August 8, 2020

Message by Cayman Islands Minister of Health Hon. Dwayne Seymour to mark World No Tobacco Day 31 May 2018

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Another World No Tobacco Day is here.

Every year on 31 May the Cayman Islands joins countries around the globe to shine a spotlight on health and other risks associated with tobacco use.

This year’s observance focuses on tobacco as a leading cause of heart and cardiovascular diseases () —connections of which many are unaware.

Cardiovascular diseases kill more people than any other cause of death worldwide. Tobacco use is the second leading cause of CVD, after high blood pressure. In Latin America and the Caribbean 31% of all deaths are attributable to heart disease.

What these numbers mean is that many of us may have lost a friend or family member who was a smoker or impacted by second hand smoke to heart disease.

It is further estimated that the number of deaths in the region due to CVD will increase by more than 60% by 2020, unless preventive measures are introduced and practiced.

To reduce the impact of such losses on society, regional and international health organisations are using this year’s observance to highlight actions that members of the public and governments can take to mitigate the effects of tobacco products and limit access to them.

As such, the Caribbean Public Health Agency (CARPHA) urges individuals to be aware that hypertension, also known as high blood pressure, may be caused by the use of tobacco. The number one risk factor for illness and premature death from cardiovascular disease, hypertension is also one of the most common non-communicable diseases in the Caribbean region.

Often unrecognised and untreated, it can cause serious health problems such as heart failure, stroke and kidney damage. As such CARPHA recommends regular checks to detect this disease which is often symptomless.

At the same time many of us in in the Caribbean, with hypertension or ‘pressure’ already know it. Those of us for whom this is true need to take this seriously and stay on our treatments and lifestyle plans as if our lives depended on them.

The availability of blood pressure machines, funded by Government, at the Government Administration Building and the Health Services Authority helps residents “stay in the know” about their blood pressure numbers.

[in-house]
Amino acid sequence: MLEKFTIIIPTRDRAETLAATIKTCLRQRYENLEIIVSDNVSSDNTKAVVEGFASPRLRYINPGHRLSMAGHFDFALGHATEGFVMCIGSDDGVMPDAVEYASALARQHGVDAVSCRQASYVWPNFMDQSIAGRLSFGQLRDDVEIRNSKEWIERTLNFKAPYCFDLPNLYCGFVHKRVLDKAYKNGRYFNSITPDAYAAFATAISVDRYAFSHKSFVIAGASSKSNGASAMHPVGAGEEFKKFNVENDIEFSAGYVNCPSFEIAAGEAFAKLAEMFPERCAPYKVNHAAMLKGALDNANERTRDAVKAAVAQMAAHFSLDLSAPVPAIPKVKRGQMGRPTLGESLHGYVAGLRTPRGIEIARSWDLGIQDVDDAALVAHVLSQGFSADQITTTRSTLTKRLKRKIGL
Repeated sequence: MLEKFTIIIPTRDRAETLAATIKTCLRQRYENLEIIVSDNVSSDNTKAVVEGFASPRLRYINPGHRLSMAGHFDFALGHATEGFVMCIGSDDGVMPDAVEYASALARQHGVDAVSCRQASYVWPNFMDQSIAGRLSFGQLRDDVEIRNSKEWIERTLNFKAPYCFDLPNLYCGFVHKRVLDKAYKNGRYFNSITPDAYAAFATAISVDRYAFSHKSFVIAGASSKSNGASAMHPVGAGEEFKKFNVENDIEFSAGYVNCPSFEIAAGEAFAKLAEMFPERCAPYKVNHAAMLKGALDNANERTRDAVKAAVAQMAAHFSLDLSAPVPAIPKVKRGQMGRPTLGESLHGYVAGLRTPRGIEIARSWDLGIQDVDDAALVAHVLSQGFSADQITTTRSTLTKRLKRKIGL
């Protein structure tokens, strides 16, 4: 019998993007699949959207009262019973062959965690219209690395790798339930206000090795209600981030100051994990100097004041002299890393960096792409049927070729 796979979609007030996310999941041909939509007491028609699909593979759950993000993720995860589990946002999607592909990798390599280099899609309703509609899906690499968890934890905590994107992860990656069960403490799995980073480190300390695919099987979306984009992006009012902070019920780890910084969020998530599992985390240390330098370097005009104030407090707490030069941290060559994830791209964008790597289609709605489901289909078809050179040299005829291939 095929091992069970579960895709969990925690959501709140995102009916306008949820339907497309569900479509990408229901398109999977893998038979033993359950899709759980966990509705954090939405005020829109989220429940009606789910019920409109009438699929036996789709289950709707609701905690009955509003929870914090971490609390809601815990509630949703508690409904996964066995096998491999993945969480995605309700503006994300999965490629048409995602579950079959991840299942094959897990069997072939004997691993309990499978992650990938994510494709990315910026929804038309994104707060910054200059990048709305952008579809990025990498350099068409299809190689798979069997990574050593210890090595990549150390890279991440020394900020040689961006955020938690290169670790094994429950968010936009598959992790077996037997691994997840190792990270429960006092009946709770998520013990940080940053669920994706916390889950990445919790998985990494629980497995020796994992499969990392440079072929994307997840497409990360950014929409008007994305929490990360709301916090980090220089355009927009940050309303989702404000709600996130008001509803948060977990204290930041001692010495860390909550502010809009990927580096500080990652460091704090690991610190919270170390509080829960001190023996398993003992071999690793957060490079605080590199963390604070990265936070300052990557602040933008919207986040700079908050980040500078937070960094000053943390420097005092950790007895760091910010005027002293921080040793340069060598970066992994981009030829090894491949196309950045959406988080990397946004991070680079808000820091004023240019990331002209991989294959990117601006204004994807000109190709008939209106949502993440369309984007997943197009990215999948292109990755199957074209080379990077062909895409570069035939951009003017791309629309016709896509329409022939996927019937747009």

The World Health Organisation also offers recommendations for how governments can support individuals who have taken the decision to be tobacco-free.

I am pleased to say that the Cayman Islands has already made significant progress in this regard. The implementation of a ban on smoking in public places has allowed us to protect people from the effects of second hand smoke. The corresponding adoption of a Tobacco Registry allows us to monitor tobacco use while higher import duty on tobacco products, we hope, will make them less affordable.

Our Public Health Department also regularly offers free classes on smoking cessation. A new round of these sessions was recently advertised in local media and is set to start this week.

From a policy perspective the Ministry of Health is fully committed to exploring further options for reducing the risks that tobacco poses to Caymanians and residents of all ages.

As part of this commitment we have begun discussions to become fully ratified with the Framework Convention on Tobacco Control, even though we are already a signatory through the United Kingdom. This process will require us to take very specific steps including addressing tobacco advertising, promotion, packaging and sponsorship.

We promise to keep the public updated on our progress towards this goal. It is only by us all working together in this cause that we can help to ensure a healthier future for ourselves and our children.

Let’s make every day a World No Tobacco Day.

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